Not Upheld: Accuracy, Fairness
The Authority has not upheld a complaint that a Checkpoint report breached the accuracy and balance standards by stating attacks against 5G cell towers internationally were due to ‘widely debunked conspiracy theories, linking telecommunications technology to illness, including COVID-19’. The Authority found the statement was unlikely to significantly affect listeners’ understanding of the segment and the balance standard did not apply, as the broadcast was not a discussion regarding the safety of 5G technology.
Not Upheld: Accuracy and Balance
The Authority has not upheld a complaint about an episode of comedy gameshow, Have You Been Paying Attention?, which depicted the President of the United States Donald Trump wearing a capirote (a pointed hood as worn by members of the Ku Klux Klan). The Authority found such confronting symbolism pushed the boundaries of acceptable satire. However, it did not breach the good taste and decency standard, given the importance of freedom of expression and satire as a legitimate form of expression. Mr Trump’s public profile was also a factor. The complainant had not identified any affected section of the community to which the discrimination and denigration standard applied. Nor did the accuracy standard apply as the programme was not news, current affairs or factual programming.
Not Upheld: Good Taste and Decency, Discrimination and Denigration, Accuracy
The Authority did not uphold a complaint regarding inclusion of a comment, ‘The party is reeling’, in the context of a news bulletin regarding the resignation of National Party Members. The complainant submitted this was unnecessary editorial comment which should not have been in a news bulletin. The Authority found the comment was distinguishable as analysis or opinion, a matter of editorial discretion and unlikely to mislead listeners.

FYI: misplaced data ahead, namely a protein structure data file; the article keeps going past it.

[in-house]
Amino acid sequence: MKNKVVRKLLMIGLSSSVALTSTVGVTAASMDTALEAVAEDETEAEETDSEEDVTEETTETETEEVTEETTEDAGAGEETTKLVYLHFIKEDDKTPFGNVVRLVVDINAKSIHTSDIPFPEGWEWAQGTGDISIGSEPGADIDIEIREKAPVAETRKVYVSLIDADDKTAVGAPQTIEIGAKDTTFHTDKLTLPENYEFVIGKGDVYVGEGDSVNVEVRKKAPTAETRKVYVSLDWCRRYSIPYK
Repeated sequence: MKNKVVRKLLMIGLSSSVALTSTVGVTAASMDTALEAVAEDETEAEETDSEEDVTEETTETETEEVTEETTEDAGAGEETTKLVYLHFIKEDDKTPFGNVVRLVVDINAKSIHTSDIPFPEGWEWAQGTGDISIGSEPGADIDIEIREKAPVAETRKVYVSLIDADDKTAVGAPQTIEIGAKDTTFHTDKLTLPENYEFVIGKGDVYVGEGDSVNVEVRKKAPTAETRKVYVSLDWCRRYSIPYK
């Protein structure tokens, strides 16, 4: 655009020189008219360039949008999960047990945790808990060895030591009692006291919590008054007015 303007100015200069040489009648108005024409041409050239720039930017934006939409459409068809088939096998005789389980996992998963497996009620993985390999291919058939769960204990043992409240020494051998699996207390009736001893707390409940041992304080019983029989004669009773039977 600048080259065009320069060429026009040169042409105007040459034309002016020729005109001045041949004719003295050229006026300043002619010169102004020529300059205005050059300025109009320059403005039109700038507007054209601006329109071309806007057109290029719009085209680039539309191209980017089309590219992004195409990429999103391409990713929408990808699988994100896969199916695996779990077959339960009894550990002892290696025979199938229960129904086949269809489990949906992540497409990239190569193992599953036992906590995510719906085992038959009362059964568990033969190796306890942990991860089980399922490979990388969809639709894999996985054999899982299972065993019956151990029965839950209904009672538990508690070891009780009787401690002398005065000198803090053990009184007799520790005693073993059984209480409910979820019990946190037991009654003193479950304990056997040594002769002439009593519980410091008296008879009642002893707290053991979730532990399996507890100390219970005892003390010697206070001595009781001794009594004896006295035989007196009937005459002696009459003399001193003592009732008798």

Not Upheld: Accuracy
The Authority has not upheld a complaint about a segment of Q+A discussing the lack of diversity among the National Party’s then top-12 Members of Parliament. In the segment, panellist Laila Harre commented, ‘the whole front kind of line-up looks like they’ve had a bit of an accident with the bleach’. The complaint was that this comment was inappropriate, unprofessional and racist. The Authority found the comment did not threaten community standards of taste and decency, or encourage discrimination or denigration of any section of the community, in the context of a political discussion in the public interest. The remaining standards complained about either did not apply or were not breached.
Not Upheld: Good Taste and Decency, Discrimination and Denigration, Balance, Accuracy, Fairness
The Authority has not upheld a complaint under the balance and accuracy standards about a series of Radio New Zealand broadcasts on 26 June 2020. The items concerned the Government’s management of COVID-19 at the international border, and referred to a series of events including the failure to test 55 individuals for COVID-19 before release from quarantine as ‘border blunders’, ‘bungling at the border’, and ‘COVID botch ups’. The Authority considered the statements were not of fact but of opinion, to which the accuracy standard did not apply, and the broadcasts were unlikely to mislead listeners. The Authority considered the assessment of the Government’s management of COVID-19 at the international border to be a controversial issue of public importance, but found alternative viewpoints were included to enable listeners to arrive at an informed opinion.